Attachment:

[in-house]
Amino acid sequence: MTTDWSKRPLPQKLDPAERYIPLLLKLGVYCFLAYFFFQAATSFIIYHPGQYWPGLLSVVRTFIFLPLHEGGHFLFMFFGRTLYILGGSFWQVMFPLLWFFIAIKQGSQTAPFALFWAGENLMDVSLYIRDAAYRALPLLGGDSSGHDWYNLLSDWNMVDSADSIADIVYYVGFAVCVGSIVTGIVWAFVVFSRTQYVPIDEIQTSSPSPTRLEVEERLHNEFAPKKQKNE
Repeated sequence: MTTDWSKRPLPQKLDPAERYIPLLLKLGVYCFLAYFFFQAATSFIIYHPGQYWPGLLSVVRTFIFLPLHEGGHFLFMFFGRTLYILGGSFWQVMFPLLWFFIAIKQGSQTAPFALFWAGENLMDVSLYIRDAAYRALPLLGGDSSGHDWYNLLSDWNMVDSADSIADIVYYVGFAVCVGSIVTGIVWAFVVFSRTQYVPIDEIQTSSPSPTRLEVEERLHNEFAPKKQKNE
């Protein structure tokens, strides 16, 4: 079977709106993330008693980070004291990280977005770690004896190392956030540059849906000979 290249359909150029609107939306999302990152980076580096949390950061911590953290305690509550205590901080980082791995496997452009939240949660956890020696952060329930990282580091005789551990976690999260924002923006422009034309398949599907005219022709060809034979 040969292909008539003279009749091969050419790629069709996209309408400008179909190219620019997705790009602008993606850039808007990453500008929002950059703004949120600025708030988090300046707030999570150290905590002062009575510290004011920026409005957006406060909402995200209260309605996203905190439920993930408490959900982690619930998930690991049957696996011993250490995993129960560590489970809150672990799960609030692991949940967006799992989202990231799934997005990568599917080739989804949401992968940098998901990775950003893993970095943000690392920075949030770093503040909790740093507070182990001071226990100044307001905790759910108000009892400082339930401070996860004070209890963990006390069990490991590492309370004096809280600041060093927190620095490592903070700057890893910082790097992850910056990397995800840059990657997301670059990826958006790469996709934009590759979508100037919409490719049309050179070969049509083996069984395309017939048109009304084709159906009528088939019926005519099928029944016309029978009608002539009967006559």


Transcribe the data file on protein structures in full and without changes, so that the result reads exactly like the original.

[in-house]
Amino acid sequence: MTTDWSKRPLPQKLDPAERYIPLLLKLGVYCFLAYFFFQAATSFIIYHPGQYWPGLLSVVRTFIFLPLHEGGHFLFMFFGRTLYILGGSFWQVMFPLLWFFIAIKQGSQTAPFALFWAGENLMDVSLYIRDAAYRALPLLGGDSSGHDWYNLLSDWNMVDSADSIADIVYYVGFAVCVGSIVTGIVWAFVVFSRTQYVPIDEIQTSSPSPTRLEVEERLHNEFAPKKQKNE
Repeated sequence: MTTDWSKRPLPQKLDPAERYIPLLLKLGVYCFLAYFFFQAATSFIIYHPGQYWPGLLSVVRTFIFLPLHEGGHFLFMFFGRTLYILGGSFWQVMFPLLWFFIAIKQGSQTAPFALFWAGENLMDVSLYIRDAAYRALPLLGGDSSGHDWYNLLSDWNMVDSADSIADIVYYVGFAVCVGSIVTGIVWAFVVFSRTQYVPIDEIQTSSPSPTRLEVEERLHNEFAPKKQKNE
């Protein structure tokens, strides 16, 4: 079977709106993330008693980070004291990280977005770690004896190392956030540059849906000979 290249359909150029609107939306999302990152980076580096949390950061911590953290305690509550205590901080980082791995496997452009939240949660956890020696952060329930990282580091005789551990976690999260924002923006422009034309398949599907005219022709060809034979 040969292909008539003279009749091969050419790629069709996209309408400008179909190219620019997705790009602008993606850039808007990453500008929002950059703004949120600025708030988090300046707030999570150290905590002062009575510290004011920026409005957006406060909402995200209260309605996203905190439920993930408490959900982690619930998930690991049957696996011993250490995993129960560590489970809150672990799960609030692991949940967006799992989202990231799934997005990568599917080739989804949401992968940098998901990775950003893993970095943000690392920075949030770093503040909790740093507070182990001071226990100044307001905790759910108000009892400082339930401070996860004070209890963990006390069990490991590492309370004096809280600041060093927190620095490592903070700057890893910082790097992850910056990397995800840059990657997301670059990826958006790469996709934009590759979508100037919409490719049309050179070969049509083996069984395309017939048109009304084709159906009528088939019926005519099928029944016309029978009608002539009967006559």